Prospective evaluation of spinal cord and cauda equina dose constraints using cone beam computed tomography (cbct) image guidance for spine radiosurgery
Peter C. Gerszten, MPH, Mubina Quader, Josef Novotny Jr., John C Flickinger
Cone beam computed tomography (CBCT) image guidance has become more widely used for spine radiosurgery delivery.Our center began a dedicated spine radiosurgery program that utilizes CBCT image guidance technology for target localization. This study prospectively evaluated the spinal cord and cauda equina doses received during single fraction spine radiosurgery treatments in order to determine a safety profile for this technique.
Two hundred consecutive spine and paraspinal lesions were treated using the Elekta Synergy S 6-MV linear accelerator with a beam modulator and CBCT image guidance combined with a HexaPOD couch that allows patient positioning correction in 3 translational and 3 rotational directions. Lesion location included 33 cervical, 84 thoracic, 60 lumbar, and 23 sacral tumors. Tumor histologies included 164 malignant and 36 benign. One hundred thirty-three lesions (66%) had received prior conventional fractionated radiotherapy. Thirty-three lesions (16%) were intradural. Radiosurgery was used as a primary treatment modality in 60 cases (30%), for radiographic progression after prior conventional radiotherapy in 96 cases (48%), and adjuvant post-surgery therapy in 44 cases (22%). For each case, the maximum point dose to the spinal cord and/or cauda equina as well as the volume of those organs at risk receiving greater than 8, 10, and 12 Gy were recorded.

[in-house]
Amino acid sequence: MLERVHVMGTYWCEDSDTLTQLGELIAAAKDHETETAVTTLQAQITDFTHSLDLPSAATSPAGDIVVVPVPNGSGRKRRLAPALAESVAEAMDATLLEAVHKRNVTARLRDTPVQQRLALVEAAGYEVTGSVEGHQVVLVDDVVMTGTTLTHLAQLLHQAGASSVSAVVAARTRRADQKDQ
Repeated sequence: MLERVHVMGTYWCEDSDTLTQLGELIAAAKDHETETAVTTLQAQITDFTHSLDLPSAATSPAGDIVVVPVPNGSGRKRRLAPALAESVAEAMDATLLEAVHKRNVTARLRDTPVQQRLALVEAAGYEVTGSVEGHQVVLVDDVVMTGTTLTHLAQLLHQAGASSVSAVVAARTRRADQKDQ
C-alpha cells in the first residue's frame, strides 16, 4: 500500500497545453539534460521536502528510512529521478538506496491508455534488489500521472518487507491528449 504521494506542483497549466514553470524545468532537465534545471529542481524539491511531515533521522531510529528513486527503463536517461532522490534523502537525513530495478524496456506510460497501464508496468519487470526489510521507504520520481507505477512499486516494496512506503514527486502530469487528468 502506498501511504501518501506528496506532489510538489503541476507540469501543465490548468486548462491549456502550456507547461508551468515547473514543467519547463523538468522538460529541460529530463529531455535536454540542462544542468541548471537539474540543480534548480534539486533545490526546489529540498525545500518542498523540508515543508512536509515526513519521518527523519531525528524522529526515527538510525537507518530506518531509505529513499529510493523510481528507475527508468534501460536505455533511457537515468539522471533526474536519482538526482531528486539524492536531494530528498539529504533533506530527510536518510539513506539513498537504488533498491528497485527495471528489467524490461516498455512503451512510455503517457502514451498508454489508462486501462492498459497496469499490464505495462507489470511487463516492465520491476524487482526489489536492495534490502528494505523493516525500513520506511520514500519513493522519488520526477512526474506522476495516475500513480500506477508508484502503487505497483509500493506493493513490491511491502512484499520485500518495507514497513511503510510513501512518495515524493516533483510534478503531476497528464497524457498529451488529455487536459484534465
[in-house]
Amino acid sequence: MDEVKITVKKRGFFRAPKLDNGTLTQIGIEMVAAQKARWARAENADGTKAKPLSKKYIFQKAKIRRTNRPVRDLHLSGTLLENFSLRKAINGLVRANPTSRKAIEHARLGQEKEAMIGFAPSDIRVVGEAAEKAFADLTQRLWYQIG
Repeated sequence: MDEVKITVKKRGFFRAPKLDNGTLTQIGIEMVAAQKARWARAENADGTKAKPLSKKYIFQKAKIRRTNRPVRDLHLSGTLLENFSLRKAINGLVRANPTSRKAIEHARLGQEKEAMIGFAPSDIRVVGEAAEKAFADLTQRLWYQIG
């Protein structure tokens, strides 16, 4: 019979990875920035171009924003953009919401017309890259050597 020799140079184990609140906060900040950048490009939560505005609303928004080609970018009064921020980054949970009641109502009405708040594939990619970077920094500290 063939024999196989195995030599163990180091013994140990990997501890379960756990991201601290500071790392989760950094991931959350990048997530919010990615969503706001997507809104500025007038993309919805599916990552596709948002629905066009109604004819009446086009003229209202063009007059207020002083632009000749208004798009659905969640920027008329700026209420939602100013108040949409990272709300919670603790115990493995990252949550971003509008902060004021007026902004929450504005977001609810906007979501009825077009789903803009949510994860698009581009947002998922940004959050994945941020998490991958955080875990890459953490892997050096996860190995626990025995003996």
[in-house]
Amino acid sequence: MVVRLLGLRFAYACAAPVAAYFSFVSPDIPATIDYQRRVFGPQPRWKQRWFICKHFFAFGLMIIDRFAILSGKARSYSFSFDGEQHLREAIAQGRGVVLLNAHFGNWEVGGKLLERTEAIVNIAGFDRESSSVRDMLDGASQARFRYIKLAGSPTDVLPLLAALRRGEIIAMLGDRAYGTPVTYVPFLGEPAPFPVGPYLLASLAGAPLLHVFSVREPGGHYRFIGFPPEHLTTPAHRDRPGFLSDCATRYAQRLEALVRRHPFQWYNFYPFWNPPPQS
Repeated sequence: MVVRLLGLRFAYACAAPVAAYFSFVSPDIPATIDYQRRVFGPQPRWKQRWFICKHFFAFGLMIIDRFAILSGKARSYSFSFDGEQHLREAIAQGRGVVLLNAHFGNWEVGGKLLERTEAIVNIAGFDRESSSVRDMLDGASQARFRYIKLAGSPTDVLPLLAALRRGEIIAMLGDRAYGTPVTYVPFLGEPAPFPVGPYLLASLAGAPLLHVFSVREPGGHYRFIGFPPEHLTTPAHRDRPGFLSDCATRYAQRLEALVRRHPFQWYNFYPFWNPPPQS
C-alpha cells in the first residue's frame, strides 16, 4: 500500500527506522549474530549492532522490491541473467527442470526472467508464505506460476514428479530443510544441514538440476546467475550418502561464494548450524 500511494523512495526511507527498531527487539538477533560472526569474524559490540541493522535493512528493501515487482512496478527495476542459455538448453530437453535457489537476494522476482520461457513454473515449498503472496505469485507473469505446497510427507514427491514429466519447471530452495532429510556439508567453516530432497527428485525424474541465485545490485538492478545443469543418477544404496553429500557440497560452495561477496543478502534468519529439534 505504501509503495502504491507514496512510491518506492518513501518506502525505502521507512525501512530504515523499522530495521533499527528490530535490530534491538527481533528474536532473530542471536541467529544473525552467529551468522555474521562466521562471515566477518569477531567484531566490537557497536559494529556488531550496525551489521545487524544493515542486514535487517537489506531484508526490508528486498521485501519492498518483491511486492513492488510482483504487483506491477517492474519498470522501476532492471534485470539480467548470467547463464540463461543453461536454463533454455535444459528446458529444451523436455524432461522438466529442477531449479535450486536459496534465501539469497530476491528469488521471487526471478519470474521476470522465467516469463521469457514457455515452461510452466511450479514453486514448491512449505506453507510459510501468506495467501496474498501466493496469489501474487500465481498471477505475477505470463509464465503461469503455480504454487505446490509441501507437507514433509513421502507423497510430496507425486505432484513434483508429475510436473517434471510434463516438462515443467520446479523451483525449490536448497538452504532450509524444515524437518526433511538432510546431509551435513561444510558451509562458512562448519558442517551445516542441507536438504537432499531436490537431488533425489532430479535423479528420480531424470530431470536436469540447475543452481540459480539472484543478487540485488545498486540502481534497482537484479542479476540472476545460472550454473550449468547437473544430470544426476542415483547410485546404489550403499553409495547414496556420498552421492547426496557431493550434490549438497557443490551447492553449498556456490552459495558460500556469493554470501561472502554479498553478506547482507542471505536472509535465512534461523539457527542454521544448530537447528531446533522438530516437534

No subacute or long term spinal cord or cauda equina toxicity occurred during the follow-up period (median 21 months). For cases at the level of the spinal cord (117 cases) the mean prescribed dose to the gross tumor volume (GTV) was 14 Gy (range 11-18 Gy). The GTV ranged from 0.37 to 100.24 cm3 (mean 26.1 cm3). The mean maximum point dose to the spinal cord was 10 Gy (range 4-12 Gy), and the mean spinal cord volumes (cm3) receiving greater than 8, 10, and 12 Gy were 0.76 (0-3.45), 0.05 (0-.42), and 0.0, respectively. For cases at the level of the cauda equina (83 cases) the mean prescribed dose to the GTV was 15 Gy (range 10-20 Gy). The GTV ranged from 0.19 to 491.6 cm3 (mean 73.8 cm3). The mean maximum point dose to the cauda equina was 11 Gy (range 5-14 Gy), and the mean cauda equina volumes (cm3) receiving greater than 8, 10, and 12 Gy were 1.4 (0-6.68), 0.26 (0-2.99), and 0.02 (0-.39), respectively.
This study demonstrates that limiting the spinal cord dose to 10 Gy and the cauda equina dose to 11 Gy can be achieved with therapeutic GTV prescription doses for single fraction spine radiosurgery using CBCT guidance. Such dose constraints are associated with a safe clinical outcome.
Keywords: spine stereotactic radiosurgery, spinal cord tolerance, spine tumor, spine radiation, spine tumor, cone beam CT